Alistair and I have returned from a second visit to Egypt where we made a series of observations in government schools and in private classes as well as talk to academics delivering pre-service teacher training. We also talked to teachers, students (studying for their school leaving certificates), employers and parents. We sent out survey instruments through the Egyptian Ministry of Education to be completed by teachers and students. We have received several hundred completed surveys so far, which are currently being collated. Our report, for the British Council and Egyptian Ministry of Education, will be out by the end of this year.
We are continuing our work with Peacekeeping English Projects (PEPs). Next week Alistair will be delivering a course on language testing in Serbia as part of our continuing work with the Serbian Ministry of Defence and PELT Board comprising the MOD and General Staff, European and US Defence Attachés and the British Council. The main focus will be on developing tests for Reading and Writing. Claire will be returning to Kazakhstan to visit MOD ELT training centres following on from her previous trip in July which took her from the south of the country to the north with meetings in Almaty, Astana and Schuchinsk. The picture here was taken by Rob earlier this year at an online materials development course he delivered to MOD teachers in Tara, Serbia.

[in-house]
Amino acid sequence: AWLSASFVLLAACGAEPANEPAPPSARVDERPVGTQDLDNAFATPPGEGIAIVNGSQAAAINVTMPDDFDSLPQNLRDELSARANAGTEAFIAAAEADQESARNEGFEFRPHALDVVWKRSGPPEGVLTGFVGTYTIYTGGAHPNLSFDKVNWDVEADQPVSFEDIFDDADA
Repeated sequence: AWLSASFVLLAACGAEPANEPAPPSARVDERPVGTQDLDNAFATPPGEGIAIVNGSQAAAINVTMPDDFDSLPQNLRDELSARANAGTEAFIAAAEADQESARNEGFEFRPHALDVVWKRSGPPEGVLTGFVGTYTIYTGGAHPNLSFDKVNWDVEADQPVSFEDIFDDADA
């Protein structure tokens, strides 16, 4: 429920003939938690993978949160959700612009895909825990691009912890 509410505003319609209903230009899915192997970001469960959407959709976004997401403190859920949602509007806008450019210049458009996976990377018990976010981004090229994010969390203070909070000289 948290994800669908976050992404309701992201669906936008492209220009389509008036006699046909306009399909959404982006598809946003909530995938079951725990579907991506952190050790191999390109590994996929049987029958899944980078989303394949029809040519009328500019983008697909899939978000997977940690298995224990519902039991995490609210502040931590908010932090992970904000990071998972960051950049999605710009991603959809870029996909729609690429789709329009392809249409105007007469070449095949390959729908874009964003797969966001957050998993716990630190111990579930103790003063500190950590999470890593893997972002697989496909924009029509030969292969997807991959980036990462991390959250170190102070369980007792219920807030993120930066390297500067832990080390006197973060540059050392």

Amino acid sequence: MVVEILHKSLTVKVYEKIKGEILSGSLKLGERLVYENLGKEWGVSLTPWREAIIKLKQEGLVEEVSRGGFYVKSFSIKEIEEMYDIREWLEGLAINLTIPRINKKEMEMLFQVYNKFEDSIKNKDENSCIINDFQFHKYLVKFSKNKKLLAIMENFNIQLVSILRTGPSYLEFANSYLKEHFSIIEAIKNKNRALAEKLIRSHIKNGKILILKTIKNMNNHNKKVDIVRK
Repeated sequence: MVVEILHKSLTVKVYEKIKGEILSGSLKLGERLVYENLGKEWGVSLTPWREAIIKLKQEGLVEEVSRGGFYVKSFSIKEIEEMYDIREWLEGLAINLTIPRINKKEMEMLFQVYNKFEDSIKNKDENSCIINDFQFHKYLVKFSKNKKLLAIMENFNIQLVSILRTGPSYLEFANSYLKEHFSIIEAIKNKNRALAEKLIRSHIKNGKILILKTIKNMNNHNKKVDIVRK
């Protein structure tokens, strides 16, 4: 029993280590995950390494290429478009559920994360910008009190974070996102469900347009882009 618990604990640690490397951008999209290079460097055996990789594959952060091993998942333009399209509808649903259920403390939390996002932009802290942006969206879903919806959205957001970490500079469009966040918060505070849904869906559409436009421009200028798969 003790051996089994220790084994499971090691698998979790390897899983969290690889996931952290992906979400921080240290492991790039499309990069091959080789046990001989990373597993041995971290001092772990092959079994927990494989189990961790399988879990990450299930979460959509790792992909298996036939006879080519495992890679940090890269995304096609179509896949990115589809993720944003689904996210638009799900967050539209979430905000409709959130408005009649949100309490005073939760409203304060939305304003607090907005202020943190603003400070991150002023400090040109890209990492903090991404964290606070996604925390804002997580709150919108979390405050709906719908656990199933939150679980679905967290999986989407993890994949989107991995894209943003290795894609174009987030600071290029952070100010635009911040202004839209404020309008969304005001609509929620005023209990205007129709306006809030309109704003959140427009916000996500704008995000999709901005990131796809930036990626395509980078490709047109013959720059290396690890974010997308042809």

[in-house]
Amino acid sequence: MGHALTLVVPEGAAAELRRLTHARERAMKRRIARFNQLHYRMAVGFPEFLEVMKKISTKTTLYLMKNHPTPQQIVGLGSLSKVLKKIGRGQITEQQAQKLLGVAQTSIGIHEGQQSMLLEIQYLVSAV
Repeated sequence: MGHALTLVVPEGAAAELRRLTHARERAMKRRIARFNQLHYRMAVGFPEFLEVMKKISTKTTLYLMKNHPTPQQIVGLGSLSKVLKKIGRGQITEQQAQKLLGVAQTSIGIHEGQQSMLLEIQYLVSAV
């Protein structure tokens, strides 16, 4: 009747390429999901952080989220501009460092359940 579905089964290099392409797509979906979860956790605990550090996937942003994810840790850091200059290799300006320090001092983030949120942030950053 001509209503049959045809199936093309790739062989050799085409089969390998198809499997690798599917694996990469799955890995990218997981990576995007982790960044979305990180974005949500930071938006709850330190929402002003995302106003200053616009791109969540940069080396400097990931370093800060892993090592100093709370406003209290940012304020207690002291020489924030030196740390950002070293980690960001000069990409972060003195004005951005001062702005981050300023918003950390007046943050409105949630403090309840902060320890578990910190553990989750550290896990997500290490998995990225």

I had a very interesting and constructive two weeks in Cairo learning about British Council activity in English language education and meeting officials from the Ministry of Education. I also had the chance to see some teacher training. Alistair and I will be going back at the end of October to observe teaching in schools in Cairo and governorates outside the capital. I will be talking to employers and parents about their experiences and expectations of English language education particularly at Primary level and in the vocational education sector. The aim is that by the end of the year we will have enough information to help the British Council and the Ministry of Education develop sets of standards and levels of quality for Basic Education over the next three to five years. We have also been busy elsewhere. Claire has been working on curriculum development for the Bell Educational Trust and Rob continues his work on materials development in Serbia for staff at the Ministry of Defence. Alistair will also be leading a test development workshop in Serbia in October.